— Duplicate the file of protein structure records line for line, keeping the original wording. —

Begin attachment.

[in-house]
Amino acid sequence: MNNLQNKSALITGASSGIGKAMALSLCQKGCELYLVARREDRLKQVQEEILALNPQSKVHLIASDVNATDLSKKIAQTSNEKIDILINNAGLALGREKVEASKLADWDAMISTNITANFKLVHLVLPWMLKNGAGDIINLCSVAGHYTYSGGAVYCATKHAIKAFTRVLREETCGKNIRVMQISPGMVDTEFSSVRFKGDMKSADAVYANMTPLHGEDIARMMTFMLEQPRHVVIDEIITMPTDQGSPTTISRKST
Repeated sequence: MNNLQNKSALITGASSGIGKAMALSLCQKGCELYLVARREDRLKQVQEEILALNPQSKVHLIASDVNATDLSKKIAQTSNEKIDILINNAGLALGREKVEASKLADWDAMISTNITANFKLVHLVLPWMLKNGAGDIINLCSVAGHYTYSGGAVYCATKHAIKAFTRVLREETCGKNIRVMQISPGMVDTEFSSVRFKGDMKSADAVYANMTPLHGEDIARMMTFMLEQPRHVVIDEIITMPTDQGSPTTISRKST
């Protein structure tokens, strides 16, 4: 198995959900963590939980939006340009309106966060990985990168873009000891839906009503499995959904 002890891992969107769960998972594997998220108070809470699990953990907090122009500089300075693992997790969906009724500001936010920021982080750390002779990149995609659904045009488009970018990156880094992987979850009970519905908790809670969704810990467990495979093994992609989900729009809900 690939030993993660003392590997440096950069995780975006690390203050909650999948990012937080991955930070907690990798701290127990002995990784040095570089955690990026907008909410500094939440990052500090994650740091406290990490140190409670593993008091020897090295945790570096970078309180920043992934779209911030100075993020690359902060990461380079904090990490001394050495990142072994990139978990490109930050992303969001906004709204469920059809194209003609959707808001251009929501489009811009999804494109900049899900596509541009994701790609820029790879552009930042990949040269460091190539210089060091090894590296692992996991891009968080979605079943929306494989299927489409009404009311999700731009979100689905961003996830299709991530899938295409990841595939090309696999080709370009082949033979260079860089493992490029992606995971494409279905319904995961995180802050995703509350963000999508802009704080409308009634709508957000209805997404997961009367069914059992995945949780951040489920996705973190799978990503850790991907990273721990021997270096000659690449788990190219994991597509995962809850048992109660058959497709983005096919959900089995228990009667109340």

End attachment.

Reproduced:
[in-house]
Amino acid sequence: MNNLQNKSALITGASSGIGKAMALSLCQKGCELYLVARREDRLKQVQEEILALNPQSKVHLIASDVNATDLSKKIAQTSNEKIDILINNAGLALGREKVEASKLADWDAMISTNITANFKLVHLVLPWMLKNGAGDIINLCSVAGHYTYSGGAVYCATKHAIKAFTRVLREETCGKNIRVMQISPGMVDTEFSSVRFKGDMKSADAVYANMTPLHGEDIARMMTFMLEQPRHVVIDEIITMPTDQGSPTTISRKST
Repeated sequence: MNNLQNKSALITGASSGIGKAMALSLCQKGCELYLVARREDRLKQVQEEILALNPQSKVHLIASDVNATDLSKKIAQTSNEKIDILINNAGLALGREKVEASKLADWDAMISTNITANFKLVHLVLPWMLKNGAGDIINLCSVAGHYTYSGGAVYCATKHAIKAFTRVLREETCGKNIRVMQISPGMVDTEFSSVRFKGDMKSADAVYANMTPLHGEDIARMMTFMLEQPRHVVIDEIITMPTDQGSPTTISRKST
């Protein structure tokens, strides 16, 4: 198995959900963590939980939006340009309106966060990985990168873009000891839906009503499995959904 002890891992969107769960998972594997998220108070809470699990953990907090122009500089300075693992997790969906009724500001936010920021982080750390002779990149995609659904045009488009970018990156880094992987979850009970519905908790809670969704810990467990495979093994992609989900729009809900 690939030993993660003392590997440096950069995780975006690390203050909650999948990012937080991955930070907690990798701290127990002995990784040095570089955690990026907008909410500094939440990052500090994650740091406290990490140190409670593993008091020897090295945790570096970078309180920043992934779209911030100075993020690359902060990461380079904090990490001394050495990142072994990139978990490109930050992303969001906004709204469920059809194209003609959707808001251009929501489009811009999804494109900049899900596509541009994701790609820029790879552009930042990949040269460091190539210089060091090894590296692992996991891009968080979605079943929306494989299927489409009404009311999700731009979100689905961003996830299709991530899938295409990841595939090309696999080709370009082949033979260079860089493992490029992606995971494409279905319904995961995180802050995703509350963000999508802009704080409308009634709508957000209805997404997961009367069914059992995945949780951040489920996705973190799978990503850790991907990273721990021997270096000659690449788990190219994991597509995962809850048992109660058959497709983005096919959900089995228990009667109340």